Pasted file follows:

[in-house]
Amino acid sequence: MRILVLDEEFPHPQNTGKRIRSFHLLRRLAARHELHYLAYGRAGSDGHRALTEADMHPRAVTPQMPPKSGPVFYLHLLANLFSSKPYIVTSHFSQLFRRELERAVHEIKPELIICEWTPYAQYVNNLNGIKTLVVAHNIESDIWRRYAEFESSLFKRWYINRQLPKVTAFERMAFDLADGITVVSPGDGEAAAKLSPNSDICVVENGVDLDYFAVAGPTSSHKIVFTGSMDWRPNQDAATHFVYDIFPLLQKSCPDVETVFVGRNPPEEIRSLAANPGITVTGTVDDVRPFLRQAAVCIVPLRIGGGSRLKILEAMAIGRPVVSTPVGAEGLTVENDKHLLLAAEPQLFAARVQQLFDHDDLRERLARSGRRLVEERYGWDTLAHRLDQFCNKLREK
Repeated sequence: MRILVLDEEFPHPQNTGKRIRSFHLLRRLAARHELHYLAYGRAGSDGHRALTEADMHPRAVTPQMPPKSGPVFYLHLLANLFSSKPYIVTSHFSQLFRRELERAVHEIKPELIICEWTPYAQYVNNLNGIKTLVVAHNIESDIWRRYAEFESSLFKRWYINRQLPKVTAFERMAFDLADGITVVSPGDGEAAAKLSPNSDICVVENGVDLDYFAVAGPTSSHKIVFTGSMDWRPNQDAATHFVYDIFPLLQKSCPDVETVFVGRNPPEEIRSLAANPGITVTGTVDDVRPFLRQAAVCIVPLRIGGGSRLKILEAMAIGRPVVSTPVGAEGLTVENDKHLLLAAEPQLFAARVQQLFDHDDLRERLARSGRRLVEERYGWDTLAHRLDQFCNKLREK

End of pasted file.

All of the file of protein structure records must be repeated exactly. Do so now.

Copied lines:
[in-house]
Amino acid sequence: MRILVLDEEFPHPQNTGKRIRSFHLLRRLAARHELHYLAYGRAGSDGHRALTEADMHPRAVTPQMPPKSGPVFYLHLLANLFSSKPYIVTSHFSQLFRRELERAVHEIKPELIICEWTPYAQYVNNLNGIKTLVVAHNIESDIWRRYAEFESSLFKRWYINRQLPKVTAFERMAFDLADGITVVSPGDGEAAAKLSPNSDICVVENGVDLDYFAVAGPTSSHKIVFTGSMDWRPNQDAATHFVYDIFPLLQKSCPDVETVFVGRNPPEEIRSLAANPGITVTGTVDDVRPFLRQAAVCIVPLRIGGGSRLKILEAMAIGRPVVSTPVGAEGLTVENDKHLLLAAEPQLFAARVQQLFDHDDLRERLARSGRRLVEERYGWDTLAHRLDQFCNKLREK
Repeated sequence: MRILVLDEEFPHPQNTGKRIRSFHLLRRLAARHELHYLAYGRAGSDGHRALTEADMHPRAVTPQMPPKSGPVFYLHLLANLFSSKPYIVTSHFSQLFRRELERAVHEIKPELIICEWTPYAQYVNNLNGIKTLVVAHNIESDIWRRYAEFESSLFKRWYINRQLPKVTAFERMAFDLADGITVVSPGDGEAAAKLSPNSDICVVENGVDLDYFAVAGPTSSHKIVFTGSMDWRPNQDAATHFVYDIFPLLQKSCPDVETVFVGRNPPEEIRSLAANPGITVTGTVDDVRPFLRQAAVCIVPLRIGGGSRLKILEAMAIGRPVVSTPVGAEGLTVENDKHLLLAAEPQLFAARVQQLFDHDDLRERLARSGRRLVEERYGWDTLAHRLDQFCNKLREK